• Grants to pave the way for R&D reach the market
  • Policies to ensure ethical practices around virtual worlds, guaranteeing privacy and promoting fair and equitable access
  • Public-private partnerships to accelerate the technology deployment
  • Capacity building by supporting educational initiatives, new curricula and training programmes
  • Infrastructure investment in advance computing facilities or improve services in underserved areas

Steps are being taken in these directions, with the creation in Europe of the new Public Private Partnership “Virtual Worlds” and the adoption of adopted a strategy on Web 4.0 and virtual worlds to steer the next technological transition and ensure an open, secure, trustworthy, fair and inclusive digital environment for EU citizens, businesses and public administrations. The strategy is drafted around four pillars: Empowering people and reinforcing skills; Business; Government; Openness and global governance of Web 4.0 and virtual worlds. This strategy clearly sets the roadmap to work in the following years in order to be the top of the class in this new technological transition.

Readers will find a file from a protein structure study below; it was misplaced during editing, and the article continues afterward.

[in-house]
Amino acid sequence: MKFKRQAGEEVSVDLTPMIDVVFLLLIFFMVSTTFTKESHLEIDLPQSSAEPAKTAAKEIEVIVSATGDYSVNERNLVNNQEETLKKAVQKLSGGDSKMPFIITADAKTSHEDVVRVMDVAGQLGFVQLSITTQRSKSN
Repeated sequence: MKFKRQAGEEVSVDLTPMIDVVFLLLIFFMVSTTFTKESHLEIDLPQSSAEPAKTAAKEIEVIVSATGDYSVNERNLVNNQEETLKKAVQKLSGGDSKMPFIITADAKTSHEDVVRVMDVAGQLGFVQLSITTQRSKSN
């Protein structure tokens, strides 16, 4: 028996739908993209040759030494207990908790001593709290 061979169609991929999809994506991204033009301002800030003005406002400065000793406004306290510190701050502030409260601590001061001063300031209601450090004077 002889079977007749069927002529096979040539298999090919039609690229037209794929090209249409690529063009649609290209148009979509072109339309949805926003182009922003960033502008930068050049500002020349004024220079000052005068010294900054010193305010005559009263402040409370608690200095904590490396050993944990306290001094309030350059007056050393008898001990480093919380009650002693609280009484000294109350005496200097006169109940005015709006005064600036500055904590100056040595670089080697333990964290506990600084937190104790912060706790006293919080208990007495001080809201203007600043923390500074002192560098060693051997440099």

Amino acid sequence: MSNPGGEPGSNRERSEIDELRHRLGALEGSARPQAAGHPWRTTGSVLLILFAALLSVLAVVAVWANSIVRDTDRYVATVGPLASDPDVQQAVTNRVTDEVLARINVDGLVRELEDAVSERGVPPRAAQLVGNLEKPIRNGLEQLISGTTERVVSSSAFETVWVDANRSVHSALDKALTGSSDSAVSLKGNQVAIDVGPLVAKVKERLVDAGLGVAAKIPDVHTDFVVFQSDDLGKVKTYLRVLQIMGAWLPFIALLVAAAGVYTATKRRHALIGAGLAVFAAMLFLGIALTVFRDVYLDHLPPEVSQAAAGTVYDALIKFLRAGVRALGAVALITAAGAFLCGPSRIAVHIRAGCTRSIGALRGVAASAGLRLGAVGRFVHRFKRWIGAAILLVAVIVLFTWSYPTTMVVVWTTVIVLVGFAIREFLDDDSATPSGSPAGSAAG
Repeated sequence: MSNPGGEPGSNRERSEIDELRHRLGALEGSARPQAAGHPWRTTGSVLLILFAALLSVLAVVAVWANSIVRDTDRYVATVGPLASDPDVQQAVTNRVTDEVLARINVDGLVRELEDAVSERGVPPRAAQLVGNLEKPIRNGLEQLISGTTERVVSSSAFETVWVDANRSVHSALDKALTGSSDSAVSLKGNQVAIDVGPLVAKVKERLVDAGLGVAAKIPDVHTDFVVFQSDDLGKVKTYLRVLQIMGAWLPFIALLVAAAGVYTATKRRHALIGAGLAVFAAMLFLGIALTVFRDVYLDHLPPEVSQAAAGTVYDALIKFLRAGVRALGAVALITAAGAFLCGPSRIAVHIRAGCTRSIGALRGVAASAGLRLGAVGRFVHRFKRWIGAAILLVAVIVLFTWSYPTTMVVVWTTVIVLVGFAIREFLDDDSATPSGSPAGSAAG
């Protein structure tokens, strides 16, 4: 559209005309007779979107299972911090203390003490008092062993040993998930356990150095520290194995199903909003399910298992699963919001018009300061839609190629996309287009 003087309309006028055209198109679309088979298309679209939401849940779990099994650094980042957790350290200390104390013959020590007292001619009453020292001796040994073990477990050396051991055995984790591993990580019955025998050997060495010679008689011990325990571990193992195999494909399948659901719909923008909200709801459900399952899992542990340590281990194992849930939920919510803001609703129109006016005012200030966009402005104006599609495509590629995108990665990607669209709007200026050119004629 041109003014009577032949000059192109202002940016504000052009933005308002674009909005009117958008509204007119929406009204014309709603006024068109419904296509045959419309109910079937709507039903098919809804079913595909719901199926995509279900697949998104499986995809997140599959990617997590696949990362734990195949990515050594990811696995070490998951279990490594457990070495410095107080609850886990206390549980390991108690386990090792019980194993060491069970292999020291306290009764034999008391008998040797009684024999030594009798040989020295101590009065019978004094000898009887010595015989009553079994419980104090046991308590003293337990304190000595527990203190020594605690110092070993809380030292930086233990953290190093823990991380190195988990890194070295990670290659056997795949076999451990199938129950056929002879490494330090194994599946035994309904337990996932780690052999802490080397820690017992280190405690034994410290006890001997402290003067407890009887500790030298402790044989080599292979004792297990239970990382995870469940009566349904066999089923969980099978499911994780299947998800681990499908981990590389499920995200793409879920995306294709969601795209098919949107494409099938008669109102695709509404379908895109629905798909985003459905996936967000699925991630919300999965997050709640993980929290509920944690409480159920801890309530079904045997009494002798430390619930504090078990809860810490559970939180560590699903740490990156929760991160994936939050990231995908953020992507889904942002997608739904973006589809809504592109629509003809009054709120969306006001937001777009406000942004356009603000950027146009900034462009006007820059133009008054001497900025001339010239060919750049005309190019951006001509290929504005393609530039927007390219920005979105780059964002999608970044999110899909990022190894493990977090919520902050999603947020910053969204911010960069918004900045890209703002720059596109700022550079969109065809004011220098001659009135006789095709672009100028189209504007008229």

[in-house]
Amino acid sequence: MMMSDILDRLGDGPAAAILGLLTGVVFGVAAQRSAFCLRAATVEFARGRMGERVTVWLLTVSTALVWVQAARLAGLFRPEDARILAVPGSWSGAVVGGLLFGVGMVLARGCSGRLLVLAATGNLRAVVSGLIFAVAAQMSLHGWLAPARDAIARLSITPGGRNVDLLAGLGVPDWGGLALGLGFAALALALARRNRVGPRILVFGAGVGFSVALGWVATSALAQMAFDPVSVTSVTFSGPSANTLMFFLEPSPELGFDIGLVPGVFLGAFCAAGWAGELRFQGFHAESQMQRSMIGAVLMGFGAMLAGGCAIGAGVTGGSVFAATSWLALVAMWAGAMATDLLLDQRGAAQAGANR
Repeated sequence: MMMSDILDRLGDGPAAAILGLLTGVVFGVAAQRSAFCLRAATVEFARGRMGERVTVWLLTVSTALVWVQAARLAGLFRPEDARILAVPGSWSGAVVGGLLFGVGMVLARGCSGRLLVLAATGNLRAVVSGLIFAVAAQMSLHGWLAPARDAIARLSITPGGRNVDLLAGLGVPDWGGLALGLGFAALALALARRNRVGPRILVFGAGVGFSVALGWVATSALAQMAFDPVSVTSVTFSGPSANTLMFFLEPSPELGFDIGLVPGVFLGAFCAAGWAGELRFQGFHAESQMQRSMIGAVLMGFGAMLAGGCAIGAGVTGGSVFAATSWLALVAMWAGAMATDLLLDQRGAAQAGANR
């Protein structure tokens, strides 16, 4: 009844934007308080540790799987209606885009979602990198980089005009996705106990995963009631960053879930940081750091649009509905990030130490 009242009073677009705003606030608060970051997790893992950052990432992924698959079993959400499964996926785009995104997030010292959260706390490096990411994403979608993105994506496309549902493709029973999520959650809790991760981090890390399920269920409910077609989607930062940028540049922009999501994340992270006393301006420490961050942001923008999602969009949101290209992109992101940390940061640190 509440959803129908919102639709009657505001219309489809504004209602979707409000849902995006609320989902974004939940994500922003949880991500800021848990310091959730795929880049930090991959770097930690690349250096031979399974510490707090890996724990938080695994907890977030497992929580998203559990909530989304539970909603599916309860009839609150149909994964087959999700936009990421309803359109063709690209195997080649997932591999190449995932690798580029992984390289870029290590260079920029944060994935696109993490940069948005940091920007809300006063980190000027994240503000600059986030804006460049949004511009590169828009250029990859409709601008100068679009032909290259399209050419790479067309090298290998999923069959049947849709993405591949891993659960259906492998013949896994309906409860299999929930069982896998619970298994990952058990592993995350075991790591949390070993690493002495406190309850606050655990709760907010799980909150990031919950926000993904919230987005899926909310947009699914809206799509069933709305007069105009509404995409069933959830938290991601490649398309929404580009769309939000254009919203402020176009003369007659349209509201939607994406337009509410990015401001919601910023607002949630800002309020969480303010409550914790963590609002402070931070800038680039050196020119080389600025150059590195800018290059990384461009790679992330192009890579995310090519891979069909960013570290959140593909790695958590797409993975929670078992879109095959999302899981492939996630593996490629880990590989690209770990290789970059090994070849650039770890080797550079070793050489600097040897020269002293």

Despite their potential, the adoption of virtual worlds for innovation is not without challenges. Issues such as accessibility, technological limitations, and the need for robust cybersecurity measures must be addressed. Ensuring that these virtual environments are inclusive and accessible to all, regardless of socioeconomic status, is crucial for maximizing their impact. Furthermore, the development of virtual worlds must prioritize user privacy and data security to build trust and encourage widespread use.

All in all, virtual worlds are proving to be invaluable tools for human-driven innovation, offering new ways to collaborate, learn, and solve complex problems and given the current landscape, the need for virtual world technology is undeniable. We can unlock new levels of creativity and collaboration, paving the way for a more innovative and interconnected future.

Expert person

Daniel Errea
Daniel Errea

Pamplona Office